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Ephesians 5:22 -- Wives, Submit?

The difficulty of Ephesians 5:22 is not in understanding the rather straightforward language, but its meaning. Since the patriarchal norms of the Greco-Roman world, built into the rules and regulations for everyday life and relationships, clearly demanded a wife's submission to the authority of the husband, is Paul simply advocating the continuance of conventional norms? If so, why would that be necessary? Does the qualifying phrase "as unto the Lord" introduce a radically new dimension into the nature and form of submission (or subordination)?

Of utmost importance for a proper grasp of Paul's intention are (1) the part this saying plays in the larger argument and (2) the specific meaning of terms and phrases in this saying and the surrounding text.

The larger context of this saying deals with Paul's concern that the believers, as a community and as individuals, would be strengthened by the Spirit of Christ (Eph 3:16-17) so that they would grow toward maturity (Eph 4:11-16). Such maturity comes as they are "kind and compassionate to one another" (Eph 4:32), living a life of love in imitation of God, as modeled in Christ's self-giving, sacrificial servant ministry (Eph 5:1-2).

How does this "imitation of Christ" work itself out concretely in the fellowship and common human relationships? That is the subject matter of Ephesians 5--6, and Ephesians 5:22 is part of that.

A general discussion of Christian behavior under the admonition "Have nothing to do with the fruitless deeds of darkness" (Eph 5:3-16) is followed by more specific instructions regarding relationships in the fellowship and other social contexts, like the family. This section is introduced by the admonition "understand what the will of the Lord is. . . . Be filled with the Spirit" (5:17-18 RSV). Then, by means of four closely related participial phrases (5:19-21), he shows how the Spirit-filled and guided life, in tune with God's will, expresses itself: (1) "speaking to each other," (2) "singing and making music," (3) "giving thanks" and (4) "submitting to one another." It is this last participial phrase which is critical for our understanding of Ephesians 5:22.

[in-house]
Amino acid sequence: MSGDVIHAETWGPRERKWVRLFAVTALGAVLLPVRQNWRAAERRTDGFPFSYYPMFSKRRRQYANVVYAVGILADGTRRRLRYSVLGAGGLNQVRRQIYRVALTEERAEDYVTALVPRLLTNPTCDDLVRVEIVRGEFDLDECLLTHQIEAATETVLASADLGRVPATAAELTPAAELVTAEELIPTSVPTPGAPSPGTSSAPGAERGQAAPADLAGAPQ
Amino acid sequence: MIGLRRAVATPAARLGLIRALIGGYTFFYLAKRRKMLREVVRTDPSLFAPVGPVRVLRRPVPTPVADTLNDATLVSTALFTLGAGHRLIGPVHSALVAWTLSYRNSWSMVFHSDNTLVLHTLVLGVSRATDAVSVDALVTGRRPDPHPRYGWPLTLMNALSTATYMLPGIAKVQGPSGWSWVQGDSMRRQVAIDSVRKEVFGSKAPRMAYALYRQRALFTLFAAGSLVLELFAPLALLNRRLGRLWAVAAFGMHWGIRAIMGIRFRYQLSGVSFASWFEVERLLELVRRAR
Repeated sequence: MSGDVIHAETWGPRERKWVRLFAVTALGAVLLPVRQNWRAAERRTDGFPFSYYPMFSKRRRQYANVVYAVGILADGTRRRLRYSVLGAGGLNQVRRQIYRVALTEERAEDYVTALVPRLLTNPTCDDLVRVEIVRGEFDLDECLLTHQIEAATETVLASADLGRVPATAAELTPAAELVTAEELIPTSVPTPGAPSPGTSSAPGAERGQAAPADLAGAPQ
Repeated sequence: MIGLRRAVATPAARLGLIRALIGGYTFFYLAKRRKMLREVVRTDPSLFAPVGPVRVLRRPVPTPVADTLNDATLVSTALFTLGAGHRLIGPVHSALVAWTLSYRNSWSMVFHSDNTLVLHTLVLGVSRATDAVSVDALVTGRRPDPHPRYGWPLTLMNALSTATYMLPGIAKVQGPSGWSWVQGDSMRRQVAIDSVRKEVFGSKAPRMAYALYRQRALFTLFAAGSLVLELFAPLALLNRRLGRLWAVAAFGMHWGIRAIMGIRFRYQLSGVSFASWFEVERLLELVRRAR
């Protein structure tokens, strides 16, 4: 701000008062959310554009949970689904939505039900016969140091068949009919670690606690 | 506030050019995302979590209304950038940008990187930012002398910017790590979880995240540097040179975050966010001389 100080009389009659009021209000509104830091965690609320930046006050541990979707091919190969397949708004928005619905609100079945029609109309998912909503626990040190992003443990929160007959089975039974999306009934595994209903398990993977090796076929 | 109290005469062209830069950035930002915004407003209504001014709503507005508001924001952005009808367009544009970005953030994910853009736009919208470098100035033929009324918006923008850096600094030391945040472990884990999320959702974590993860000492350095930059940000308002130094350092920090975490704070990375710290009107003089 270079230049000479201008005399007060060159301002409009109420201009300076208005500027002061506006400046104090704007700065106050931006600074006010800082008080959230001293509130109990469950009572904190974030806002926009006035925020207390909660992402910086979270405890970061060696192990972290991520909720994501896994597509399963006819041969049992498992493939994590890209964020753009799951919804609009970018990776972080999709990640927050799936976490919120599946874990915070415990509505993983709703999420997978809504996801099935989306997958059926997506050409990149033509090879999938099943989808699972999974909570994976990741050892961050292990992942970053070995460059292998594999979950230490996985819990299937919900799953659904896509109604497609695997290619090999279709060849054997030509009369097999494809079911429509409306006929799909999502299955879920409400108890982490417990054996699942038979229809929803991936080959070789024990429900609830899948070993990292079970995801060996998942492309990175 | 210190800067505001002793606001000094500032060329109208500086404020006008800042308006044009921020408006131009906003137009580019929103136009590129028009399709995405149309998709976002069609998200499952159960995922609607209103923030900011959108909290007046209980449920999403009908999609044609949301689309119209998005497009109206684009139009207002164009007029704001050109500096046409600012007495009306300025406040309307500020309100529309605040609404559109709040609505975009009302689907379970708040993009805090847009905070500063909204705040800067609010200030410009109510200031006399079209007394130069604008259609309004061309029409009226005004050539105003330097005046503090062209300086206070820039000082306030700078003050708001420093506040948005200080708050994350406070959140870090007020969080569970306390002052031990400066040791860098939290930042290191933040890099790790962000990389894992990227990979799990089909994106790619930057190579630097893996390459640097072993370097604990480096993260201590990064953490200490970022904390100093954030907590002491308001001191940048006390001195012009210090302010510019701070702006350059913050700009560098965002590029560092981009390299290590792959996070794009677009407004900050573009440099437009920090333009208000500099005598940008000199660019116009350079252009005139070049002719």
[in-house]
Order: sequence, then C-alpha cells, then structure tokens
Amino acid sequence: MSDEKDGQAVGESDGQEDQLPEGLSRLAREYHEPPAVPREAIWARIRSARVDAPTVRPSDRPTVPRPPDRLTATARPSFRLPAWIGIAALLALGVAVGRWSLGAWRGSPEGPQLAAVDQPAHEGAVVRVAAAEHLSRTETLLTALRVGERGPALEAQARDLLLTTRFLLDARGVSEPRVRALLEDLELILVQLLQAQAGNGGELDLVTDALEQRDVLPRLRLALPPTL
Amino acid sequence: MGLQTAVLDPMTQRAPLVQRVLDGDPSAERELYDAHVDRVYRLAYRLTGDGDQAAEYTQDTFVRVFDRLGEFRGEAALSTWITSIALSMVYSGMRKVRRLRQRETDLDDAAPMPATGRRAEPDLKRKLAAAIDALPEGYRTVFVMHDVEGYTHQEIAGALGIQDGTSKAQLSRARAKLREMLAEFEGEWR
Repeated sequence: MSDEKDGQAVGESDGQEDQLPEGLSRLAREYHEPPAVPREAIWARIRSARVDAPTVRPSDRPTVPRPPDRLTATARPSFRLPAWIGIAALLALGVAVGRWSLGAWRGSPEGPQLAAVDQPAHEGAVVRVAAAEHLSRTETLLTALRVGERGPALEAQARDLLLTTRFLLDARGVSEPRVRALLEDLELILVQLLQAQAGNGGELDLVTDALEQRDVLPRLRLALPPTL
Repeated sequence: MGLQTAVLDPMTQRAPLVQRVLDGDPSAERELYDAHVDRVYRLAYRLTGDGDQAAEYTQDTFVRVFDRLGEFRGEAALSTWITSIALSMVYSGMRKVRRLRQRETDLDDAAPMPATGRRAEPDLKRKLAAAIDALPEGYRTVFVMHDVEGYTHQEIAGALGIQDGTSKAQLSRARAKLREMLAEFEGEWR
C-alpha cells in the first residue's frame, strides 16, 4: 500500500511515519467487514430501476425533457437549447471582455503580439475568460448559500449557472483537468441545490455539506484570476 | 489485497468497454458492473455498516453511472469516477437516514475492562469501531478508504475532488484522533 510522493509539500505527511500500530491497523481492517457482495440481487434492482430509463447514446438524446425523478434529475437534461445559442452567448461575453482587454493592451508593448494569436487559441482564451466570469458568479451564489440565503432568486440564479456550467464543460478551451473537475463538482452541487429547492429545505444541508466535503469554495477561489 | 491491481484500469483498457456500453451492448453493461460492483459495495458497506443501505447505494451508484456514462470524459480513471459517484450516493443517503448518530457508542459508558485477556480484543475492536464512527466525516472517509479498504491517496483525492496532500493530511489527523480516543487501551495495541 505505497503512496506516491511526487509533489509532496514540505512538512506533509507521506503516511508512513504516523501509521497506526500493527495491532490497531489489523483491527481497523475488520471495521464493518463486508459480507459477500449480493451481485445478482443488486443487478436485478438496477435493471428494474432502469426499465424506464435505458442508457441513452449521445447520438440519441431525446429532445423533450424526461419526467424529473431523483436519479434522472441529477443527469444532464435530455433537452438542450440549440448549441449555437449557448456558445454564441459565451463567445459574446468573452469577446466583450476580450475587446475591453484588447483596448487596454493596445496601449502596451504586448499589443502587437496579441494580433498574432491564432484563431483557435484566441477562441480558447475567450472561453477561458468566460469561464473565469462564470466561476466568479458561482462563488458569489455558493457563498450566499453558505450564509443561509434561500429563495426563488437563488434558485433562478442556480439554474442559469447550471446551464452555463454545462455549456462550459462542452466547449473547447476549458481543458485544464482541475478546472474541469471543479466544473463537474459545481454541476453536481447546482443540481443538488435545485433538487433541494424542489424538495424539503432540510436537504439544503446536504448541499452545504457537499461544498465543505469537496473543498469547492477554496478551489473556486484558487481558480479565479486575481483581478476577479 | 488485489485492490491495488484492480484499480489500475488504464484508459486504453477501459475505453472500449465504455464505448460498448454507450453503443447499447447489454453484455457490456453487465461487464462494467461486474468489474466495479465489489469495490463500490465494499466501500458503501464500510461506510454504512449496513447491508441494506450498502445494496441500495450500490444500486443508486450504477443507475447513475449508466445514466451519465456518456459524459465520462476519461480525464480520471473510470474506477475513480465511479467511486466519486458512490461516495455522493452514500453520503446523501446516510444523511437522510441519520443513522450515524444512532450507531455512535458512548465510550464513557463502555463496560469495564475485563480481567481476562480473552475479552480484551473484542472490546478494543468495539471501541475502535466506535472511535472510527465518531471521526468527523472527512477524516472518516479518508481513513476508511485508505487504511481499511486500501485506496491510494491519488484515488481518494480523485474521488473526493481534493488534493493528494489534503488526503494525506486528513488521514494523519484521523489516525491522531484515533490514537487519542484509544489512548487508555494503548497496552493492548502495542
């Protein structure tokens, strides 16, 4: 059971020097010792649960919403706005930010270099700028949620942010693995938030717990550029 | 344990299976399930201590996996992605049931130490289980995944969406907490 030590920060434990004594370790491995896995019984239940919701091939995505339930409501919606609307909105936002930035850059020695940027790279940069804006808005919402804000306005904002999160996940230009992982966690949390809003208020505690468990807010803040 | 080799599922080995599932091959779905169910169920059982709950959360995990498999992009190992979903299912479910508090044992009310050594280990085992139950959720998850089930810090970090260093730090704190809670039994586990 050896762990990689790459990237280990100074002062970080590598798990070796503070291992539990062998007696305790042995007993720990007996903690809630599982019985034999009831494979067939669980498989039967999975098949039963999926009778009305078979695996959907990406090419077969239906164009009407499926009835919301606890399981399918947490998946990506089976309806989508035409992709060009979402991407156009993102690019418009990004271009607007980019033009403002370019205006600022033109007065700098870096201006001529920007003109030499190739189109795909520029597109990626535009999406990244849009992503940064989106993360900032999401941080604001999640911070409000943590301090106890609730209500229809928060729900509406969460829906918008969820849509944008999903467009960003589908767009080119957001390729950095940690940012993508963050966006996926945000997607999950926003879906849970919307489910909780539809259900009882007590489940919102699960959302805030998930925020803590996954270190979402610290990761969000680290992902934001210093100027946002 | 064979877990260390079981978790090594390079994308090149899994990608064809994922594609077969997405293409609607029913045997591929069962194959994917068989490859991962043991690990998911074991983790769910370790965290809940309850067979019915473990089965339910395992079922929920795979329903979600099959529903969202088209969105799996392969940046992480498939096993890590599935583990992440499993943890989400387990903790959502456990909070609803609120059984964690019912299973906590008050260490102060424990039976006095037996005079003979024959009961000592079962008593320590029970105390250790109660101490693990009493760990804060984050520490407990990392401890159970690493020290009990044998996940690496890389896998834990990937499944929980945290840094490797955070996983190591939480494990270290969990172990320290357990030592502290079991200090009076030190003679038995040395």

Paul has clearly shown throughout the epistle that Christians are a new social order created to express the fullness of Christ in the midst of the old, fallen order. What he is saying in Ephesians 5:21 is that the Spirit empowers Christians to exist in relationship with each other in a radical, culturally transforming way, namely, through mutual self-submission. The ground for this radically new approach to human relationships is "out of reverence for Christ." The reason for that reverence (or, perhaps better, awe) is the radical nature of Christ's earthly life, the total, free submission of himself as God's suffering servant, climaxed in his self-giving on the cross (Eph 5:2, 25). It is reverence and awe toward that self-giving love that is to motivate our mutual self-submission to each other.

This understanding of Ephesians 5:21 ("Submit to one another") sheds critical light on Ephesians 5:22 ("Wives, submit . . ."). Both the English translations and commentators often fail us at this point, printing the participial clause of Ephesians 5:21 as an isolated paragraph, separating it from both the preceding clauses and what follows (for example, NIV, NEB) or assigning it either to the preceding paragraphs (NASB) or to head a new paragraph (RSV, TEV). None of these do justice to the structure of the whole passage and to the grammar.

The participle of Ephesians 5:21 is the last of a series of four, as shown above, and clearly belongs to what precedes it. This verse also supplies the verb "to submit" for this hard saying, without which Ephesians 5:22 would be grammatically incomplete and without meaning. The verse in Greek reads literally: "Wives, to your husbands as to the Lord." The verb "to submit" is absent and can only be read into the sentence because of the intimate connection between the two verses. Ephesians 5:21 is therefore transitional, both belonging to what precedes and setting the agenda for what follows. Thus the kind of radical self-submission to one another which evidences the fullness of the Spirit is now explored in terms of its implications for husbands and wives. That is, what does this self-submission, modeled in Jesus, look like in marriage?